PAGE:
USS Hornet - when did it founder in 1829?

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Grammont
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USS Hornet - when did it founder in 1829?

Post by Grammont » Sun Aug 19, 2018 2:38 am

There appears to be two camps as to the date; either 10 September 1829 or the generally accepted 29 September 1829.

Both Threedecks and Wikipedia give 29 September as the date the Hornet foundered in a storm off Tampico. Threedecks uses the book Sailing Warships of the US Navy as its authority whilst Wikipedia relies upon the Dictionary of American Naval Fighting Ships, reproduced on the Naval History and Heritage Command website. The entry for the Hornet ends with the seemingly conclusive:

She cruised throughout the Caribbean for the next 9 years, departing Pensacola the last time 4 March 1829. She set course for the coast of Mexico and was never seen again. On 27 October 1829 the commander of the West Indies Squadron received information that Hornet had been dismasted in a gale off Tampico 29 September 1829 and had foundered with the loss of all hands.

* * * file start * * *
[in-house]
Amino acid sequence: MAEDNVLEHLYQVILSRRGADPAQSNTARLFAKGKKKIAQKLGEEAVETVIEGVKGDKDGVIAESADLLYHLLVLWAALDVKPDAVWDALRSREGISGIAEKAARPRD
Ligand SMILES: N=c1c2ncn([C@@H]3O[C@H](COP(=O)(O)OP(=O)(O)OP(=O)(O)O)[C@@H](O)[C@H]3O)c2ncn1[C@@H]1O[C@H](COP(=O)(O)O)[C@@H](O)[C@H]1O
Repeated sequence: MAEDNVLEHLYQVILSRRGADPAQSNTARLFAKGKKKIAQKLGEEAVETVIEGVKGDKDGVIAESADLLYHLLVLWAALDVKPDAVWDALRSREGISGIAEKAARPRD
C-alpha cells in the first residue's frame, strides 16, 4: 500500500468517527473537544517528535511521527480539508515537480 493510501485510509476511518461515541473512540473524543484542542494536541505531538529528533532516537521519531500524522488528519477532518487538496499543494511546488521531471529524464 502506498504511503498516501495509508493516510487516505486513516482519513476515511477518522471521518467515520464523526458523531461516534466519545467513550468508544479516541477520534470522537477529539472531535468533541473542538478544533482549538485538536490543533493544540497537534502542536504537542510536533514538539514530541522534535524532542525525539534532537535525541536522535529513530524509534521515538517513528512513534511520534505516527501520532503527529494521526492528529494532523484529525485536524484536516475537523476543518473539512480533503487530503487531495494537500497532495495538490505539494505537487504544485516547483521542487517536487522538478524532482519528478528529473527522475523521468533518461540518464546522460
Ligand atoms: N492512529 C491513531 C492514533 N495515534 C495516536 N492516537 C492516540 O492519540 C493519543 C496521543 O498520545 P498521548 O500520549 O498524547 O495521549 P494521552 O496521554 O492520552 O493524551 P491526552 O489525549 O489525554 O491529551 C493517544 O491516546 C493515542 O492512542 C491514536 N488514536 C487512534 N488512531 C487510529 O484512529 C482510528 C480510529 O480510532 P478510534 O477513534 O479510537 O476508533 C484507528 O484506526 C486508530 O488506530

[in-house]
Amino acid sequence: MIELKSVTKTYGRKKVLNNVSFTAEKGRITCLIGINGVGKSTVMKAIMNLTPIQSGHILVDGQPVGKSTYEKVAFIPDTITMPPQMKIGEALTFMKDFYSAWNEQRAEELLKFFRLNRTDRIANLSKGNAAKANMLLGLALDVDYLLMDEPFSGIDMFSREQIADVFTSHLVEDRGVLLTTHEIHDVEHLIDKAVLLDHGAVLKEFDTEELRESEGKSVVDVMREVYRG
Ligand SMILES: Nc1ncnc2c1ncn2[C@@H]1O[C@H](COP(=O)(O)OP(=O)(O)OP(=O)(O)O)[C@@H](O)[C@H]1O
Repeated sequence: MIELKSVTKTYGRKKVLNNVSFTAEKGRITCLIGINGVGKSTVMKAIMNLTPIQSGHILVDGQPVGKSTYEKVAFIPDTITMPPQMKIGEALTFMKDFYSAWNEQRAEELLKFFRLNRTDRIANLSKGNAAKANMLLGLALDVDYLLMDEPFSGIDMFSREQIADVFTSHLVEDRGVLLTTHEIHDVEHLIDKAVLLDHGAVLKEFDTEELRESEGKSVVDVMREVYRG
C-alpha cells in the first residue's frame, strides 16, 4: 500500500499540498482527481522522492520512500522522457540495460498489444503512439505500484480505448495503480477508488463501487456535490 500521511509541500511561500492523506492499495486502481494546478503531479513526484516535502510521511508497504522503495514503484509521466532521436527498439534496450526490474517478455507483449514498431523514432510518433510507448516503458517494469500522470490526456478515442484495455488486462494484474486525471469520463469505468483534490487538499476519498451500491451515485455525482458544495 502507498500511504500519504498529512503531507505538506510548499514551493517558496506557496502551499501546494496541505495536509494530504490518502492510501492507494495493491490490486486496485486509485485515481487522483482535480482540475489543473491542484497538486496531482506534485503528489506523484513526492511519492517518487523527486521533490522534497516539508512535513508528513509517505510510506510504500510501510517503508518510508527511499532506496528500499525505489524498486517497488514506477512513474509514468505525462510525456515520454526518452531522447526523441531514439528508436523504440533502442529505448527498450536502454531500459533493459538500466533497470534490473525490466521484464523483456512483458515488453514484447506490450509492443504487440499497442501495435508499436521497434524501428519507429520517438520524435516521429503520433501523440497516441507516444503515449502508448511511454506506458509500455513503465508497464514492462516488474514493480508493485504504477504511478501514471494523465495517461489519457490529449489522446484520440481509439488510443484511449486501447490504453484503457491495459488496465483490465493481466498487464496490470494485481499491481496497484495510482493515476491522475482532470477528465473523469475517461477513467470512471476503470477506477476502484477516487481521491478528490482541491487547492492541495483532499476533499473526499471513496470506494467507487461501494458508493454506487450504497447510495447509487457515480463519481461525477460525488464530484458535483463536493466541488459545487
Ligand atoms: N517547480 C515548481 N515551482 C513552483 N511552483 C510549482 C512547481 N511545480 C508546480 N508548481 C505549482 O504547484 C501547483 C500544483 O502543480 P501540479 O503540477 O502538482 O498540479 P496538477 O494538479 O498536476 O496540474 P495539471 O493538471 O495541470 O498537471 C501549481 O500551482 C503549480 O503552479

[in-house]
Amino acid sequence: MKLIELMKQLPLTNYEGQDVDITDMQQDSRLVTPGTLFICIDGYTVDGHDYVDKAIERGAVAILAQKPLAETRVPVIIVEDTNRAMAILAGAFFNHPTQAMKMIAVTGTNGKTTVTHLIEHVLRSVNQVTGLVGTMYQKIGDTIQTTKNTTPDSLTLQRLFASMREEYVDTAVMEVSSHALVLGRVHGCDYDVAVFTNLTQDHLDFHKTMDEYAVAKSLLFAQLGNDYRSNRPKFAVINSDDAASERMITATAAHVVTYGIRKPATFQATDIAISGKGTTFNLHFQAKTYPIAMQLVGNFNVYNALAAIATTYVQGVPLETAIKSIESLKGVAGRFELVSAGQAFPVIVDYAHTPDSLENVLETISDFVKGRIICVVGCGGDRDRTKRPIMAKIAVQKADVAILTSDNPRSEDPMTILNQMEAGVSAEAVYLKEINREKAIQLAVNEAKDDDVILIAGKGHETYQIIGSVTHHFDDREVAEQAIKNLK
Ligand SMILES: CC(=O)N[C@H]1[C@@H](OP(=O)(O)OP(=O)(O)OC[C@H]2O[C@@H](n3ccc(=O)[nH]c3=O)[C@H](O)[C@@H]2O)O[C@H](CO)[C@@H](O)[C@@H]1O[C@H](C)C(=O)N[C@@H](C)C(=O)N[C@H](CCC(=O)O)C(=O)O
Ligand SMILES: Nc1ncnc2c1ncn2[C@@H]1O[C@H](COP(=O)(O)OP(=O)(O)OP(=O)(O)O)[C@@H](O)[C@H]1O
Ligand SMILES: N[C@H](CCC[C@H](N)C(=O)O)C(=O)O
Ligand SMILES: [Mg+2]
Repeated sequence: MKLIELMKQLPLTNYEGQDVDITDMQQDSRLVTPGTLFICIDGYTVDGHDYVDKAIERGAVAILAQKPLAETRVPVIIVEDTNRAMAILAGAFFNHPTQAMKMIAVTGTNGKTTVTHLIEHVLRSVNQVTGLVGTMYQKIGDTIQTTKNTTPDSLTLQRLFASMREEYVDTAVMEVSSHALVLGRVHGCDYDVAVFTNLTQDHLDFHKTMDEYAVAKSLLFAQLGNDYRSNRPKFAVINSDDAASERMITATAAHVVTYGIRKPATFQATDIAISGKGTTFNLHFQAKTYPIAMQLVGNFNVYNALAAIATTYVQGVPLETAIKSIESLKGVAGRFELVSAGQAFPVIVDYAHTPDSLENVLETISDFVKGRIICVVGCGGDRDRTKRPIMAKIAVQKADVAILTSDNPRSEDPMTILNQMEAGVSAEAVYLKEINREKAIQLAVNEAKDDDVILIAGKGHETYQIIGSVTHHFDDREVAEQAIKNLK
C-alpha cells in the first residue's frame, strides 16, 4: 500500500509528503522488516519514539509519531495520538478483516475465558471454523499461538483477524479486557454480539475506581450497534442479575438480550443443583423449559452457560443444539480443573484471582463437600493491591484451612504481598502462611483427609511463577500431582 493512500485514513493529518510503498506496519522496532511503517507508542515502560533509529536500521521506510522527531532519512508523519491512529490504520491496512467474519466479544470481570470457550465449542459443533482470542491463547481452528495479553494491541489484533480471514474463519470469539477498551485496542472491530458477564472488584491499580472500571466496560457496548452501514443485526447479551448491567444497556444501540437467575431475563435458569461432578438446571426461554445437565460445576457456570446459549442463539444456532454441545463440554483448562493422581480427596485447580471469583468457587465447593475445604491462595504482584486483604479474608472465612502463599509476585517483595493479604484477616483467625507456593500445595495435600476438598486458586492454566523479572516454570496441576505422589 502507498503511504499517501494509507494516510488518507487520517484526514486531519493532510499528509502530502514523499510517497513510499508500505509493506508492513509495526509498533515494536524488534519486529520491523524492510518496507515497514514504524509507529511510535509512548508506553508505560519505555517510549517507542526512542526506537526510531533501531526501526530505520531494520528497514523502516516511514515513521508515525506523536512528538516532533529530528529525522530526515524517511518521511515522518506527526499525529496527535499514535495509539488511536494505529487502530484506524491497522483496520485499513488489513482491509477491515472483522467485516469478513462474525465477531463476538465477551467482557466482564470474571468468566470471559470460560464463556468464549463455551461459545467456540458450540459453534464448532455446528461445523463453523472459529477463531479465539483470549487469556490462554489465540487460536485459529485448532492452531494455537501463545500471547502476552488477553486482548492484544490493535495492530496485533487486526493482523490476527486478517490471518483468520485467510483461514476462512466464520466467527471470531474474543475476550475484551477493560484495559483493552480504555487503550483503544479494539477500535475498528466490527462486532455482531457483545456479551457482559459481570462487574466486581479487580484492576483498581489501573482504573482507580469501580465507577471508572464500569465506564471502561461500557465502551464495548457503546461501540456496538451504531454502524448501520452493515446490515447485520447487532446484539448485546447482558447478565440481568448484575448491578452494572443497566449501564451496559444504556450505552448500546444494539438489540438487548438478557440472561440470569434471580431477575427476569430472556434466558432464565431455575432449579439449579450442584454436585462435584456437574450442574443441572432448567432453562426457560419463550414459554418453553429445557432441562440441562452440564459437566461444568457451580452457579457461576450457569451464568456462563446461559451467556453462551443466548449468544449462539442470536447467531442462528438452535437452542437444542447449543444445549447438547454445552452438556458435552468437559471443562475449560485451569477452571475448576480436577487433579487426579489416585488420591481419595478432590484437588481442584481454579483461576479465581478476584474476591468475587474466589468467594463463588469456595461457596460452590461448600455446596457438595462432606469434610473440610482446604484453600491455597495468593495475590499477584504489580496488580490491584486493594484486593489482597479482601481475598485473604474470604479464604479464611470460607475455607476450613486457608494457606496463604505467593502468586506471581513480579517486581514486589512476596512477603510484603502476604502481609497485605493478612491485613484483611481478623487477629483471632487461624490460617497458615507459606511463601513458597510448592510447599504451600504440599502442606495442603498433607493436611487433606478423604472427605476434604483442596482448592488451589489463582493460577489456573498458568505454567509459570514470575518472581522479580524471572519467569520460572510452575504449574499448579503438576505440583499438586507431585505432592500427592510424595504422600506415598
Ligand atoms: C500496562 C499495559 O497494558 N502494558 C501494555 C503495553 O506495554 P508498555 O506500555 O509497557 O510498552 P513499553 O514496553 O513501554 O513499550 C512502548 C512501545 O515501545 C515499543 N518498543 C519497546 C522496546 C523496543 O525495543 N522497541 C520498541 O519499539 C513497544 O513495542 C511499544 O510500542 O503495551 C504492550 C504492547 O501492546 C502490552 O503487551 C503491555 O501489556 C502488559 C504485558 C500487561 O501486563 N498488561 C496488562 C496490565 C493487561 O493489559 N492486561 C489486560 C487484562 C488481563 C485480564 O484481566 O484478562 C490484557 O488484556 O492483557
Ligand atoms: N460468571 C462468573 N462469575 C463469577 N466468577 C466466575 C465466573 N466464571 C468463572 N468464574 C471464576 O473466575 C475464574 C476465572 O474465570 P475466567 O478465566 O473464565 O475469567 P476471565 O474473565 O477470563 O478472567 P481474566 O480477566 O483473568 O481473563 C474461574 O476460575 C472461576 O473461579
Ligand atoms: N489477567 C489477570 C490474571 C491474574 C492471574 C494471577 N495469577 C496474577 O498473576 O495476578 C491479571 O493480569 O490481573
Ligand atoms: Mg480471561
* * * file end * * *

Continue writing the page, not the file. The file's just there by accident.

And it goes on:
As the Naval History and Heritage Command website is an official U.S. Navy website this would seem to settle the matter except that the Secretary of the Navy in his Annual Report in 1830 gives the date of the deaths of the officers of the Hornet as September 10, 1829 https://books.google.co.uk/books?id=SrE ... &q&f=false

As the Report of the Secretary of the Navy is dated 5 December, 1830 the information received by the commander of the West Indies Squadron giving 29 September for the loss of the ship appears to have been discounted as factually incorrect.

As to why the Secretary of Navy in his report gives 10 September as the date of the deaths of the Hornet's officers he may have been swayed by the fact on 10 September 1829 Texas was hit by a hurricane.

The National Weather service in Texas Hurricane History states:

September 10th, 1829: Hurricane struck Mouth of Rio Grande. It inundated the Lower coast. Corpus Christi reported high water. It flooded the Rio Grande as it moved northwest, washing away the Socorro Mission, originally built south of El Paso in 1691. The building, made of adobe brick, “melted and sank into the ground” (Ellis). Port Isabel and Brazos Santiago were destroyed.